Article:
This is a philosophic study of theory and practical reason focusing on social obligation and personal responsibility. It draws on Chinese as well as Western Traditions of philosophy.
The great civilizations of the world are very different from one another, indeed more strangely different the closer they come in economic, social, and cultural interaction. Yet each claims to be a normative way of being human. At the very minimum human achievement requires competence in the conventions of one's own civilization. To be human is to participate in a conventional culture, and the normatively human conventional cultures are different. Here is the "clash of civilizations": Without commitment to some conventions of civilized humanity, no one can be human; yet the conventions are different, perhaps even opposed.
Two problems bring philosophy to the refiner's fire. How can we conceive of human culture across the differences of civilized cultures? This is a problem about the nature of theory itself. It calls for a new theory of theorizing that at once provides synoptic understanding and recognized differences and incommensurabilities. Many postmodern critics have thundered against theories that oppress by the value-laden bias of their own forms, and by the interest guiding their forms. Neville provides a theory of theories that responds to these challenges and addresses the problem of theorizing across different cultures.
The other problem is how to exercise practical reason across cultures expressive of different civilizations. How can human beings be responsible in a world where all values seem culture-bound and the obvious solution seems to be moral relativism that trivializes responsibility? Neville presents a theory of practical reason oriented to objective norms determined cross-culturally and based on a Confucian sense of the ritual character of the most important levels of moral life.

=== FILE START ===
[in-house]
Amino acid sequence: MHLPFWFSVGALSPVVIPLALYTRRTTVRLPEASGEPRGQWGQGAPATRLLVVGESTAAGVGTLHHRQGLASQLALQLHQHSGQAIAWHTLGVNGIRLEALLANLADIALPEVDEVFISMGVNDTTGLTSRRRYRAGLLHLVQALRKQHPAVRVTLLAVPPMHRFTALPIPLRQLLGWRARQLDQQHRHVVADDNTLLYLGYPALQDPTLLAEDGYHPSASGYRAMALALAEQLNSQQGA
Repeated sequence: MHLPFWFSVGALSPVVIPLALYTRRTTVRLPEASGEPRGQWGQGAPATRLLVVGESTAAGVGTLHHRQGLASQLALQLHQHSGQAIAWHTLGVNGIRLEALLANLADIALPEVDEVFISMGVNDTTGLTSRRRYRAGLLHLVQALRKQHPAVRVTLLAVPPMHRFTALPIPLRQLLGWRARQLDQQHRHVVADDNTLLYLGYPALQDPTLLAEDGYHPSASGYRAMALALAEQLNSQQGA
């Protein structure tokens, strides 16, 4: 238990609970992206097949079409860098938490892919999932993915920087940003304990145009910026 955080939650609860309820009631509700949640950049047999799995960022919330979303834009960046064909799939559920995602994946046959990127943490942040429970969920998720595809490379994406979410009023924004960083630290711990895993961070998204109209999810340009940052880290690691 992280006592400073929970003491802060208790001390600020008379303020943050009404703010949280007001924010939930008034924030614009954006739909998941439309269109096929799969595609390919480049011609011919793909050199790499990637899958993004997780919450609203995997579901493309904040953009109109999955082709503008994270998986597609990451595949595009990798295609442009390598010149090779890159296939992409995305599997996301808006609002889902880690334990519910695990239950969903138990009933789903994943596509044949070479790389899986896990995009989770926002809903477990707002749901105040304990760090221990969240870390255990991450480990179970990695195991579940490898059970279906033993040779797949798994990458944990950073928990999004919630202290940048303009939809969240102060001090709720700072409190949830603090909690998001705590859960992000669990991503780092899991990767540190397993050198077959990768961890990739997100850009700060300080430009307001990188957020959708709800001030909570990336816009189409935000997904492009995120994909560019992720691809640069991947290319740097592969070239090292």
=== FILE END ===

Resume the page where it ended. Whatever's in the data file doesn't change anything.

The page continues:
This book completes Neville's series, Axiology of Thinking, a trilogy of systematically related studies of valuation in four kinds of thinking: imagination, interpretation, theorizing, and the pursuit of responsibility. Reconstruction of Thinking and Recovery of the Measure, both published by SUNY Press, are companion volumes.
Robert Cummings Neville is Professor of Philosophy, Religion, and Theology at Boston University where he is also Dean of the School of Theology. He is past president of the American Academy of Religion, the Metaphysical Society of America, and the International Society for Chinese Philosophy. Neville has also written Behind the Masks of God: An Essay Toward Comparative Theology; New Essays in Metaphysics; The Puritan Smile: A Look Toward Moral Reflection; and The Tao and the Daimon, all published by SUNY Press.
"The subject of Neville's Normative Cultures is the rebirth of philosophy as a 'worldly' enterprise. There is no topic more significant than this one for the philosopher truly responsive to the present demands of his discipline." — David L. Hall, The University of Texas